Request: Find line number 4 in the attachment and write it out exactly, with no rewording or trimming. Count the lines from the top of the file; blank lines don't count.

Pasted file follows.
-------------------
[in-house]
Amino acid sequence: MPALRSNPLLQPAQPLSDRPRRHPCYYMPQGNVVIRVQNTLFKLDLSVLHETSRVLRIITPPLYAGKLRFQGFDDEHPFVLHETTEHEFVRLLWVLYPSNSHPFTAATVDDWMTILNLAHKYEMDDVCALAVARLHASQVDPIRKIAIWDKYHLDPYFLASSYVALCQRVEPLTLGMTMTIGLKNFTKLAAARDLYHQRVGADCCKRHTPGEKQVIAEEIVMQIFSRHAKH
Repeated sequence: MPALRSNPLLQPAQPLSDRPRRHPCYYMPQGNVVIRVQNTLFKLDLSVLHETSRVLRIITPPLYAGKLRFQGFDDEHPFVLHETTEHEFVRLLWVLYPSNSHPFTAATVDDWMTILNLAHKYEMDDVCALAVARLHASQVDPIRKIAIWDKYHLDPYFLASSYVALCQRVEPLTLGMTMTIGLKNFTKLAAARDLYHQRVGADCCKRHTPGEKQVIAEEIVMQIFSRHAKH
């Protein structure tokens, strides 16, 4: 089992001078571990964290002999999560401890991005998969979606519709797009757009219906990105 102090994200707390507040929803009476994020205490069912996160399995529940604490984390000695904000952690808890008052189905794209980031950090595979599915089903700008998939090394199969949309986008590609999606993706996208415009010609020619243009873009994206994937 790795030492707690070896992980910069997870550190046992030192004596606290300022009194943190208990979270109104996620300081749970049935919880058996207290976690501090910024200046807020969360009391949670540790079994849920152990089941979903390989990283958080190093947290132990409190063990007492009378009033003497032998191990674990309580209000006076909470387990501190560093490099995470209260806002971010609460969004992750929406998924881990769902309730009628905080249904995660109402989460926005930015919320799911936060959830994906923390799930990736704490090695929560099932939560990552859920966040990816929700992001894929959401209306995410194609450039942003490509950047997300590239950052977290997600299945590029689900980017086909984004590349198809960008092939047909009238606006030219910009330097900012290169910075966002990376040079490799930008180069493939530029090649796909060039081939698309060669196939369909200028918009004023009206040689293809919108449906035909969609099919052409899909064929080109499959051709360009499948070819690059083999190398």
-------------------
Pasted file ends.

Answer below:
């Protein structure tokens, strides 16, 4: 089992001078571990964290002999999560401890991005998969979606519709797009757009219906990105 102090994200707390507040929803009476994020205490069912996160399995529940604490984390000695904000952690808890008052189905794209980031950090595979599915089903700008998939090394199969949309986008590609999606993706996208415009010609020619243009873009994206994937 790795030492707690070896992980910069997870550190046992030192004596606290300022009194943190208990979270109104996620300081749970049935919880058996207290976690501090910024200046807020969360009391949670540790079994849920152990089941979903390989990283958080190093947290132990409190063990007492009378009033003497032998191990674990309580209000006076909470387990501190560093490099995470209260806002971010609460969004992750929406998924881990769902309730009628905080249904995660109402989460926005930015919320799911936060959830994906923390799930990736704490090695929560099932939560990552859920966040990816929700992001894929959401209306995410194609450039942003490509950047997300590239950052977290997600299945590029689900980017086909984004590349198809960008092939047909009238606006030219910009330097900012290169910075966002990376040079490799930008180069493939530029090649796909060039081939698309060669196939369909200028918009004023009206040689293809919108449906035909969609099919052409899909064929080109499959051709360009499948070819690059083999190398």